'The Dark Knight'...the first title of a Batman-film without the actual
name of our beloved hero. Even though this masterpiece is wrongfully
titled after the masked crime fighter's nickname, the whole movie
revolves around it's villains: Harvey "Two Face" Dent (portrayed
skilfully by Aaron Eckhart) and "The Joker" (who has no known name
other than his alias). The first task of the special effects and
make-up department: make the villains look menacing. "Two Face"s
visage's heavily disfigured by a burn wound, the wound looks like it's
only just stopped smoking a second before we lay eyes on it, Dent's
stare is unsettling as he's forever horribly grinning. Quite an other
approach than the unintentionally funny melted plastic mask of Tommy
Director Nolan (The Prestige, Memento) plays out his trump cards optimally by not overexposing him on the screen, Heat (well, the joker actually, Heat ceased to exist as he made himself vanish into thin air, the ultimate method actor) steals the whole film, he stares right into your soul and describes the ugliness he sees in all of humanity (it's unpleasantly accurate) - it's hard to describe exactly how he accomplishes that, as I said before countless times, excellence is hard to describe - his madness crawls under your skin so deeply, you never doubt for a second the authenticity of this dangerous mad man. He's a sadist through and through, one that appears to need others' pain and suffering like oxygen.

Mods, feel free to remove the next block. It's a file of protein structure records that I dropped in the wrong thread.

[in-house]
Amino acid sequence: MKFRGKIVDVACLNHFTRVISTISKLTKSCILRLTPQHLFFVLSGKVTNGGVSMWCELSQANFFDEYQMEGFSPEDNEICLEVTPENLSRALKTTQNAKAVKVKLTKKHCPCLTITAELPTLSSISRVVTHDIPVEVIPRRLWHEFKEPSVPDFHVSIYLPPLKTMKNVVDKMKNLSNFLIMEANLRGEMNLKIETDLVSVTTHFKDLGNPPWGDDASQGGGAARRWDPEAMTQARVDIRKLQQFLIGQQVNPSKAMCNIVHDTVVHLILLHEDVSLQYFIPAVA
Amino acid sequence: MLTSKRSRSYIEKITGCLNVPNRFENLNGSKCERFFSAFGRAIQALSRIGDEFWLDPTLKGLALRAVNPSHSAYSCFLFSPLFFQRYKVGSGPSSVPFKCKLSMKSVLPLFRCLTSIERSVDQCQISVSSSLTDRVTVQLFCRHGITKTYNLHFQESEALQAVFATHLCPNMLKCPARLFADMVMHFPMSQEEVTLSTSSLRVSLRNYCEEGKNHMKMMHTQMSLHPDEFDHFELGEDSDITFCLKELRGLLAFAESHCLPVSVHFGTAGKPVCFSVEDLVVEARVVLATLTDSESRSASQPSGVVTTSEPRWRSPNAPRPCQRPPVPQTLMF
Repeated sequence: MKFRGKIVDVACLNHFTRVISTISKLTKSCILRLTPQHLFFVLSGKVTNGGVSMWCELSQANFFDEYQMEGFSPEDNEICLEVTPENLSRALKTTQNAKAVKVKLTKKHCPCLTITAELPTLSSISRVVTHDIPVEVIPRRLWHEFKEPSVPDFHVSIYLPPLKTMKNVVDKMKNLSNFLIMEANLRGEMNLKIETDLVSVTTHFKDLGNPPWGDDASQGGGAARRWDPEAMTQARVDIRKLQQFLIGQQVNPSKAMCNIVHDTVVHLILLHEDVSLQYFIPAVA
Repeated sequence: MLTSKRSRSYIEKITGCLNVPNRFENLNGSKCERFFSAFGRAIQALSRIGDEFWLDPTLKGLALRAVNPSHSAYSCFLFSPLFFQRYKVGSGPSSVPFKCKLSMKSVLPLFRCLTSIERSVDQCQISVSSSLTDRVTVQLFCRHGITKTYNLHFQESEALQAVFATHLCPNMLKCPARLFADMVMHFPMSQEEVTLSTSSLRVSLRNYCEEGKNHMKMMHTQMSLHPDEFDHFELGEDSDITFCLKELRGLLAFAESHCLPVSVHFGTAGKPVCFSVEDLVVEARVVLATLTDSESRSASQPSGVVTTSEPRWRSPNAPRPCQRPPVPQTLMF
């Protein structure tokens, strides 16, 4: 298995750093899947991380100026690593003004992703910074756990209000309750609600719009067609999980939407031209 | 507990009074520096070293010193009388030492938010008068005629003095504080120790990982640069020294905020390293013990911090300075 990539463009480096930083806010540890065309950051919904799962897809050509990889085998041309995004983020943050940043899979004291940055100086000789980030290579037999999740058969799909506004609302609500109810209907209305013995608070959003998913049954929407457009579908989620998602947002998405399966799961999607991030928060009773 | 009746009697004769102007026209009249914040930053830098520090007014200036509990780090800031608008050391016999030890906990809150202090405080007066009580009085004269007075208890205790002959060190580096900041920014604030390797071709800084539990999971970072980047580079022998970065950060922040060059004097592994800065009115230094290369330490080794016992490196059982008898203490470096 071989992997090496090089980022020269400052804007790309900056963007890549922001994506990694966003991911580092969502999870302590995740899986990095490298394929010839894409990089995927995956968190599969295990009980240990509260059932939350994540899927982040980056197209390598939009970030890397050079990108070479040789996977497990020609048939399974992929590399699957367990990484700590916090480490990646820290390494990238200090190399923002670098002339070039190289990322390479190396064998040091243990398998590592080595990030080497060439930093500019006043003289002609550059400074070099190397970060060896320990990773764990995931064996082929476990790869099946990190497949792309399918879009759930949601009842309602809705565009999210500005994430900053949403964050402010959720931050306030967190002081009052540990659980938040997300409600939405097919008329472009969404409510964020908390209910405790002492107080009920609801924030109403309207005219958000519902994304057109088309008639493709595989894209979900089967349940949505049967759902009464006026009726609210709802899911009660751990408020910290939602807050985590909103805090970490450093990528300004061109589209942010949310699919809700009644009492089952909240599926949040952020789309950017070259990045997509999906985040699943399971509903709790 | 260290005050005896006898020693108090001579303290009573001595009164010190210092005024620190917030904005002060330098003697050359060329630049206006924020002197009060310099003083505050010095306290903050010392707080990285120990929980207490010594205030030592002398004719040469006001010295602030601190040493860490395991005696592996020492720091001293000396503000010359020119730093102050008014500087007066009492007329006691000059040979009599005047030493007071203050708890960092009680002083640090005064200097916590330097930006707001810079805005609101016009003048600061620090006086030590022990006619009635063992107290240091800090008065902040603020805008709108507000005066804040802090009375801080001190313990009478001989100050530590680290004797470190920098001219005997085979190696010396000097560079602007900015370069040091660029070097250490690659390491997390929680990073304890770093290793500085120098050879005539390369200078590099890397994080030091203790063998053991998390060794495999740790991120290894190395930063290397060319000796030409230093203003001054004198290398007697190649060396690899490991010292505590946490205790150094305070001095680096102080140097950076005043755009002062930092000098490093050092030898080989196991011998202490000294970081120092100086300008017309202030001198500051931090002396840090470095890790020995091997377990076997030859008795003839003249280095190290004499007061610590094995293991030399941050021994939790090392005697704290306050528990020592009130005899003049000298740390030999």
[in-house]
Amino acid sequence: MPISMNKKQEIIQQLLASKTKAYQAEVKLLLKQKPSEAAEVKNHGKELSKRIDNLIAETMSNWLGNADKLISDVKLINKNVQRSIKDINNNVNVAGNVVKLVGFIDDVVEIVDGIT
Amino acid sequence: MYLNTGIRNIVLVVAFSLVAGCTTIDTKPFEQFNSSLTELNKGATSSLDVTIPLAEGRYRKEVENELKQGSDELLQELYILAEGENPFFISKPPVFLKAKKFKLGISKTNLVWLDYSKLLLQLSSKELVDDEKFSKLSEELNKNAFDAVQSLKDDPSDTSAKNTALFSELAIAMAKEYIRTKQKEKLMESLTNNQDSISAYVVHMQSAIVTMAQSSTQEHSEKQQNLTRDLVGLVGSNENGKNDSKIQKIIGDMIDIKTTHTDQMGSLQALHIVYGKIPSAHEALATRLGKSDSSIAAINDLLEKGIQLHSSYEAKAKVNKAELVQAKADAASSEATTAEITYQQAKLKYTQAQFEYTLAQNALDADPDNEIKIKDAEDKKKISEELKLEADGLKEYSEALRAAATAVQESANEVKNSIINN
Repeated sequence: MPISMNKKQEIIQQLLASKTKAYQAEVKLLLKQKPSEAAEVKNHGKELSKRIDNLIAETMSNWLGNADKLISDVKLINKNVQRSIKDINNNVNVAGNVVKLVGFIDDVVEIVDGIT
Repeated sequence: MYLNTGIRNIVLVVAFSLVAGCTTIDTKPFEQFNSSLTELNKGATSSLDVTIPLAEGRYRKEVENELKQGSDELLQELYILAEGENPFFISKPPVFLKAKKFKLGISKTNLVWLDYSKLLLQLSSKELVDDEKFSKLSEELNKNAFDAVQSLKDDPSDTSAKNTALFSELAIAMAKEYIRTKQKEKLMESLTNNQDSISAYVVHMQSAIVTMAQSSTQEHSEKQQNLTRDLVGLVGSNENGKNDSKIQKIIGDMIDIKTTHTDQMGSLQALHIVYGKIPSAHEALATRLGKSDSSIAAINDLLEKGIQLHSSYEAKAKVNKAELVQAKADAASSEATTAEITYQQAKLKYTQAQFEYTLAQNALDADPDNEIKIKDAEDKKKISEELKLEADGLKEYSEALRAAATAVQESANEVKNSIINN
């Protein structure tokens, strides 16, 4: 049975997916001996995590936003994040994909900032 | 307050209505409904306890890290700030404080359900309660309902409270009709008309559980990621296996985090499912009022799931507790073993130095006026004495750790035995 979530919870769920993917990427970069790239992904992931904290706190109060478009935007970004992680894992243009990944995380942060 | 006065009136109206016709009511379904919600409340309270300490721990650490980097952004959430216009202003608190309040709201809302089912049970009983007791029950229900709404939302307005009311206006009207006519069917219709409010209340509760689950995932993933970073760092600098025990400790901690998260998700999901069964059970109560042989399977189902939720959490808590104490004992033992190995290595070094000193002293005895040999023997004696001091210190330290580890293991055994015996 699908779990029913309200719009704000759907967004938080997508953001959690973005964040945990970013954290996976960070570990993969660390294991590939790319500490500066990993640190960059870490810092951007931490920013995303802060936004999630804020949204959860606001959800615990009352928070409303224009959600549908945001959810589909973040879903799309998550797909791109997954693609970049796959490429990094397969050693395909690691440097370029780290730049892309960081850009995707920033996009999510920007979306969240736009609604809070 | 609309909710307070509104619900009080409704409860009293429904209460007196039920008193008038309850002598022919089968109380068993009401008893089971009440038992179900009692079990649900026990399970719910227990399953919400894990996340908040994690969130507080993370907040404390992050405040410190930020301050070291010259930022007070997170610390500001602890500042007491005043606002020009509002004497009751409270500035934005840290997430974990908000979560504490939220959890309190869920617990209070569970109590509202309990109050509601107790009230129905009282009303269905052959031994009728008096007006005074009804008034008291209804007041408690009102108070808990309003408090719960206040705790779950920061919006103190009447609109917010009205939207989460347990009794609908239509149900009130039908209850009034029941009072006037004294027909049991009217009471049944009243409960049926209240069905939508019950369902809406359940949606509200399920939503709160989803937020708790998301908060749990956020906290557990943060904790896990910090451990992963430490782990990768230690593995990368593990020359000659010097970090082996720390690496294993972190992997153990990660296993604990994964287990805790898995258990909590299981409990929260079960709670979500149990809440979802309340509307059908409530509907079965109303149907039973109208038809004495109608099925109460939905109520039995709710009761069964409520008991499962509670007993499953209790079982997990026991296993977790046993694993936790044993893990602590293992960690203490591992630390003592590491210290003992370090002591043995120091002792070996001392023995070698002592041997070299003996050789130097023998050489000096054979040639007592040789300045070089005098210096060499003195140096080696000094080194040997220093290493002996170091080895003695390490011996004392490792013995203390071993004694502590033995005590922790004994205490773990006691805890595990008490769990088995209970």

"I had a vision, of a world without Batman. The mob ground out a little profit and the police tried to shut them down, one block at a time. And it was so... boring." (Joker about Batman)
"You are just a freak, like me!" (Joker to Batman)
A strange relationship comes to be between the arch rivals. Not necessarily one of mutual respect but of understanding, banished out of a normal life, called 'freaks' by citizens, the need to keep each other alive is almost as great as the one to annihilate each other.